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New guidance to help people with chronic back pain return to work

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New guidance to help people with chronic back pain return to work is to be published by University of Leicester researchers today.

Chronic back pain costs the economy around £12b a year, 80% of which is due to lost work production and associated wage replacement benefits, rather than healthcare costs, the researchers said.

The evidence-based guidance – for healthcare workers, patients and employers – recommends adopting a holistic approach to chronic back pain by assessing the key psychosocial barriers that prevent people with the condition returning to work.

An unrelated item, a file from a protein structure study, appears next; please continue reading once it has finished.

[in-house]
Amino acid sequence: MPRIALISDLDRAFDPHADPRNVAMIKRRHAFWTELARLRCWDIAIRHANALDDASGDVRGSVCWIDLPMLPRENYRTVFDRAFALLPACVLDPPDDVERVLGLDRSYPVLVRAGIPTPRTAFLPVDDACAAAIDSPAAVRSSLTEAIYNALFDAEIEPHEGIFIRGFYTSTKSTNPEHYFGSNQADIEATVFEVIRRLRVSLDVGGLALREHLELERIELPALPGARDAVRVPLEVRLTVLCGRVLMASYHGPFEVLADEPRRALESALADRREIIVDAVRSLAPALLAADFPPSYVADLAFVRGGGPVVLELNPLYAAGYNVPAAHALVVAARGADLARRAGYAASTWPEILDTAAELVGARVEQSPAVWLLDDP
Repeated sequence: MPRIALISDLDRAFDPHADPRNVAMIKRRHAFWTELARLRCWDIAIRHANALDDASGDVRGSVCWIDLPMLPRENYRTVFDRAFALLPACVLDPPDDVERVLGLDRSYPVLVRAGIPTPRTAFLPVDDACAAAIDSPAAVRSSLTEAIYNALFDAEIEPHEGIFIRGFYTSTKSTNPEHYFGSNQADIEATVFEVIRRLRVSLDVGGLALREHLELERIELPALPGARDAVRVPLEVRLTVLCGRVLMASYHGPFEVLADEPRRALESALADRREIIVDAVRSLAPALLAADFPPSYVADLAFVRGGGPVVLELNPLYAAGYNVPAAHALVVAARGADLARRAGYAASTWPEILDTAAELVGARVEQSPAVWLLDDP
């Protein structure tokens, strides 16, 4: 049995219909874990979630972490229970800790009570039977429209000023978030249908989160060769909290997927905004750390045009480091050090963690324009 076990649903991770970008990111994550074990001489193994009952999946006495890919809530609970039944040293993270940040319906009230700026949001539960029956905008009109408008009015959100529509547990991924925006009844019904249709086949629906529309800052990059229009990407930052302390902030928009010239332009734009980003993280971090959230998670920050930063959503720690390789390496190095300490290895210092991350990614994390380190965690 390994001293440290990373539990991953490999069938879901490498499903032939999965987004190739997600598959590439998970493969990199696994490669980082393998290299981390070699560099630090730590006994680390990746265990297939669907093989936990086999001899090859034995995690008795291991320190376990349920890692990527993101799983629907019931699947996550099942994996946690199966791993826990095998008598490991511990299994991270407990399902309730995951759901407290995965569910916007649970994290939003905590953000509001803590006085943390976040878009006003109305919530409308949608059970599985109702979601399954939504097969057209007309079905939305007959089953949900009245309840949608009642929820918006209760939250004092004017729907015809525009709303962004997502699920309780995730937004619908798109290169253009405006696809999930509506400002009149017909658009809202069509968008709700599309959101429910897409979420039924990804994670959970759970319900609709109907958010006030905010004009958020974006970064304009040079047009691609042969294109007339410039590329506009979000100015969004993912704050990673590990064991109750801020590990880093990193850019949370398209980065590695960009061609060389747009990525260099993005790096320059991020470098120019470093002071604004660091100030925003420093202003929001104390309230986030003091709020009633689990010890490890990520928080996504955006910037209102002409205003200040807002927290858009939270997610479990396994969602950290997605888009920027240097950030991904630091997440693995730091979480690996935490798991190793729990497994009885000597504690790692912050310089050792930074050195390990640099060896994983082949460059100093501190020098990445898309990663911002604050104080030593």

According to the researchers, psychological and societal factors are equally as important as pain severity in treating chronic back pain, and treatments which ignore these factors risk perpetuating the problem of chronic disability and work loss, they said.

The guidance also recommends adopting a co-ordinated multi-disciplinary approach to chronic back pain, and developing an action plan to provide comprehensive treatment.

It will be launched at the University of Leicester at 5.30pm today, following a presentation on back pain and its impact on the workplace by Paul Watson, professor of pain management and rehabilitation from the university’s department of health sciences.

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